A recent study conducted in Zimbabwe found that COVID-19-related lockdowns led to increased food prices for 95% and decreased availability of nutritious foods for 64% of the respondents.28 This is consistent with the results of a previous study performed during the global food crisis in 2008 that reported that the food crisis led to increased prices for fish (113%), cereals (53%), and vegetable oil (44%) in local markets in Burkina Faso.29 Therefore, our findings of potential increases in food prices are plausible. It is important to note that although increases occurred across all sites, the extent of the increases was more severe in Nigeria and Kersa.

Overall, this study showed decreased consumption of diversified diets during the COVID-19 pandemic, with the consumption of staples, legumes, and other vegetables decreasing for at least 40% of all households across all sites except Kersa and Ouagadougou. In Burkina Faso, we found that although consumption of staples, legumes, fruits, vegetables, and meats decreased, along with dietary diversity in Nouna, consumption was relatively unchanged in Ouagadougou during the COVID-19 crisis. For the PDQS food groups, decreases were noted, although to a lesser extent across sites. It was notable that in Lagos, more than 50% of the respondents reported decreased consumption of all healthy food groups for the PDQS. Conversely, the consumption of poultry, eggs, and red meat was reportedly higher in Addis Ababa compared with the period before COVID-19.

Our findings of decreasing overall dietary diversity and quality at most sites were consistent with our expectations. However, decreases in DDS and PDQS were small in Ethiopia. This is consistent with a recent study performed in Addis Ababa that reported that despite previous studies documenting extensive losses of incomes, food consumption and household dietary diversity were largely unchanged during the COVID-19 pandemic.30 This was attributed to the fact that Ethiopia did not have a total lockdown that severely restricted movement like its neighboring countries.30

During this study, we found that higher pulse prices were associated with the consumption of less diversified diets in Burkina Faso. Increases in the prices of pulses (which tend to be a cheaper alternative to ASFs, but more expensive than vegetables) are likely to lead to their substitution from the diet, resulting in less diversity in intake. Previous studies suggested that decreasing dietary diversity is a common strategy for households to cope with higher staple food prices, along with changing the quality and quantity of foods consumed.31,32 This finding is concerning considering that legumes are an important part of the diet as a source of protein and essential amino acids such as lysine, carbohydrates, dietary fiber, B vitamins such as folate, and minerals such as calcium and zinc.33 Therefore, a reduction in the consumption of legumes will negatively impact nutrition for vulnerable households.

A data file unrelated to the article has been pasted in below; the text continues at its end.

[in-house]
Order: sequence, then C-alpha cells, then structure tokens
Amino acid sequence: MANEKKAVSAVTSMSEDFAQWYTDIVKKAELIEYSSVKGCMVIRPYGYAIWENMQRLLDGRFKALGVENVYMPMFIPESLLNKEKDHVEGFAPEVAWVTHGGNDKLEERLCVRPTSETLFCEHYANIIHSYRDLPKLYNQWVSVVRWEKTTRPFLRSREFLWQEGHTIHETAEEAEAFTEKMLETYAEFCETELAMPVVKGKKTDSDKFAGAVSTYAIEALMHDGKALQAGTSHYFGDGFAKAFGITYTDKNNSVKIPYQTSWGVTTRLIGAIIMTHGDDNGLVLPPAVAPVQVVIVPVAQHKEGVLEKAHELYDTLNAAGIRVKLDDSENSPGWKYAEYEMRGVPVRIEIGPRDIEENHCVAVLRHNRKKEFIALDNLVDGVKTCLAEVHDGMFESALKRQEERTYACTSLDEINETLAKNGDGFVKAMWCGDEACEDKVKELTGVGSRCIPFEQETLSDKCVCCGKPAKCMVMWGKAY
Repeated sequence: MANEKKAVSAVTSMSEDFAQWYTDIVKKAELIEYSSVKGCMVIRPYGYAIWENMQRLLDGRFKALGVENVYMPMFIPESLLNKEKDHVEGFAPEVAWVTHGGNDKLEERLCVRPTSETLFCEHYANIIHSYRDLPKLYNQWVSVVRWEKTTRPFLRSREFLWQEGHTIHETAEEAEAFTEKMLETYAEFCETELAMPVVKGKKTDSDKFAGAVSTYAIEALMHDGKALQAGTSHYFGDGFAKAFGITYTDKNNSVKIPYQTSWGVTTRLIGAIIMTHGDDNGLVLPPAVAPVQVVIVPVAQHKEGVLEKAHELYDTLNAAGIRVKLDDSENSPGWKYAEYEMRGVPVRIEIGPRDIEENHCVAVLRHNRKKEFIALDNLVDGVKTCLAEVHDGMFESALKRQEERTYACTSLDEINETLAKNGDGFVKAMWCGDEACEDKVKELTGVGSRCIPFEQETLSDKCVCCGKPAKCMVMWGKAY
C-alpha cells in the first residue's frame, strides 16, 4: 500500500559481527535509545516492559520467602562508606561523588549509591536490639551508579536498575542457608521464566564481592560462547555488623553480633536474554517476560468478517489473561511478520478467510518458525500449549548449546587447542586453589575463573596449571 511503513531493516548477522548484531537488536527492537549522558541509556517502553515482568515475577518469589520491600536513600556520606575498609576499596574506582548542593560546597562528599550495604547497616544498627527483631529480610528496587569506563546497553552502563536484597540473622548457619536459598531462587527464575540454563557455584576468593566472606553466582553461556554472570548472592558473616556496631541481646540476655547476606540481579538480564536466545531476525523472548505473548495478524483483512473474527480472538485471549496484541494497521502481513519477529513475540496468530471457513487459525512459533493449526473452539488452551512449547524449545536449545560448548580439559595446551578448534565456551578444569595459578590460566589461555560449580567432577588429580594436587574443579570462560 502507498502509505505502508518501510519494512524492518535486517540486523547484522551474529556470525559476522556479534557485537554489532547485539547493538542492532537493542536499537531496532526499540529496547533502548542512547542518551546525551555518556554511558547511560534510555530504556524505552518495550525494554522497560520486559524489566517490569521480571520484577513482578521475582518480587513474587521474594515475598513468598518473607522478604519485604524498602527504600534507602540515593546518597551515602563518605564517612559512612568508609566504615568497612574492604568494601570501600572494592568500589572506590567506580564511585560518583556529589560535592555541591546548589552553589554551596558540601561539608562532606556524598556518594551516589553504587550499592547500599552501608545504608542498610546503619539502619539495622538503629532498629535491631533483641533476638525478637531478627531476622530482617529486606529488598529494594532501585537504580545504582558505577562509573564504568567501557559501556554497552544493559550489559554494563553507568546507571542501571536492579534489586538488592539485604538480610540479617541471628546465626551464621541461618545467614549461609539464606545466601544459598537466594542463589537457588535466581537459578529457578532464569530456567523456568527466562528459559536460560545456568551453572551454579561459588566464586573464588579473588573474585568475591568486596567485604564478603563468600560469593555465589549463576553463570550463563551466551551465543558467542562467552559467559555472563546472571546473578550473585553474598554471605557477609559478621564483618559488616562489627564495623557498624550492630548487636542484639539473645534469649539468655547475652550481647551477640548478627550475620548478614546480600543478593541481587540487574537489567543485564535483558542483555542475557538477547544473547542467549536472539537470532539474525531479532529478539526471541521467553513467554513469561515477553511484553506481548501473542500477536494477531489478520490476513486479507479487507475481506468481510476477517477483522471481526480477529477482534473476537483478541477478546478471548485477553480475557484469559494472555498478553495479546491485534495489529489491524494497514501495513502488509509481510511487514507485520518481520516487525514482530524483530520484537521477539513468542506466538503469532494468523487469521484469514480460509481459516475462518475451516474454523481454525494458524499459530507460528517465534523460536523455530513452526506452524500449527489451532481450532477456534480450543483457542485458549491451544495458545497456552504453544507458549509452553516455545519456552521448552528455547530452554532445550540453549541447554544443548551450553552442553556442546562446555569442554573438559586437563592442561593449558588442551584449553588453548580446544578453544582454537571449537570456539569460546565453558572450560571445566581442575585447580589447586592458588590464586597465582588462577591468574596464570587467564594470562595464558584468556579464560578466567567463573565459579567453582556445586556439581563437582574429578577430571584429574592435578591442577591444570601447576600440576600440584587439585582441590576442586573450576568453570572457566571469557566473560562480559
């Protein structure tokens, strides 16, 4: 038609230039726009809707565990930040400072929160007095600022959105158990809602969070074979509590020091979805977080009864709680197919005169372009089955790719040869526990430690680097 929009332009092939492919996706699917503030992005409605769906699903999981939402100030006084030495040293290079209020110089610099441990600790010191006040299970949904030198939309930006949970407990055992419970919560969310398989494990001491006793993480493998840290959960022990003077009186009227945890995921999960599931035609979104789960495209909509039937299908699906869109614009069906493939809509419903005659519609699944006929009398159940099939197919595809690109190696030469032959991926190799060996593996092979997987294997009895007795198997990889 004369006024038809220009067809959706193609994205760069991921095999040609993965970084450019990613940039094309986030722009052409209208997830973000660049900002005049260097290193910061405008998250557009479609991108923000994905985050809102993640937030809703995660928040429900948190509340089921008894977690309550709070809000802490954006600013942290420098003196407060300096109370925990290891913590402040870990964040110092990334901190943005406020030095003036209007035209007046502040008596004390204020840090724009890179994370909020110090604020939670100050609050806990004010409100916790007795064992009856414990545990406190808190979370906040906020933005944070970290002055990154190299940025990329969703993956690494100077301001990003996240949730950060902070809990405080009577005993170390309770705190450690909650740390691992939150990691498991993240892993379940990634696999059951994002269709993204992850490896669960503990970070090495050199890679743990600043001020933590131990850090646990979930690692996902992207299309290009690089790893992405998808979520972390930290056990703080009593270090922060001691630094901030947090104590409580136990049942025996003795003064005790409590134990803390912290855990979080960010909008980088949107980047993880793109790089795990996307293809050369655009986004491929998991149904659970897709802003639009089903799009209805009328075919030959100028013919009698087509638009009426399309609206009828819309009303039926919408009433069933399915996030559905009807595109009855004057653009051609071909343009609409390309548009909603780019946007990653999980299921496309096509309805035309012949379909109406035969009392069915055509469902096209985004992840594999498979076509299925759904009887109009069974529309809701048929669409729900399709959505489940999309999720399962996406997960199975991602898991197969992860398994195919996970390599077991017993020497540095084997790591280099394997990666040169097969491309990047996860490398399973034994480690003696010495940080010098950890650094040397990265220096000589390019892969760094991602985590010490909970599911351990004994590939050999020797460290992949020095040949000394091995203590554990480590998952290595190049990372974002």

We also found that increased prices of vegetables were associated with consumption of more diversified diets during the cross-country analysis and in Ethiopia. A plausible explanation for our findings is that increasing vegetable prices may be beneficial for households selling vegetables because increased income could be used to purchase diets that are more diverse.

We found that crop production was prevalent and farming was a key livelihood in the rural sites of Nouna and Kersa. However, decreases in agricultural production during the COVID-19 pandemic were noted in both areas. A previous study performed in Ethiopia found that COVID-19 disruptions affected vegetable farmers because of limited access to services and the unavailability of on-farm labor, as well as increased production costs and decreased availability of inputs.34 The study found increased vegetable prices as a result of lower agricultural production and the need to import foods.34 The reported decreases in agriculture production at our study sites could potentially impact food prices in these areas.

We found that decreased crop production was associated with less diverse diets. This finding suggested that crop production may be an important contributor to diversified dietary intake in the countries studied. This is consistent with previous findings that crop production can influence dietary diversity through production diversity and income pathways.35,36 The effects of COVID-19 on agriculture production and dietary diversity could be partially attributable to disruptions of supply chains, including for inputs, delayed or lower harvests, damage of perishable produce, and loss of income for farmers.37 Telephone surveys were used to evaluate the effects of COVID-19 on food systems in India,38 where farmers reported initial disruptions in production, sales, and prices, as well as lower incomes from agriculture because of COVID-19 restrictions. Households reported disruptions to their diets, with decreases in the consumption of fruit and ASFs, excluding dairy, whereas vegetable consumption increased in some households.38 A subsequent study indicated that market reforms helped mitigate price increases for vegetables and wheat because of COVID-19 restrictions in this context.39 This suggests that policy interventions during the COVID-19 pandemic can influence food prices.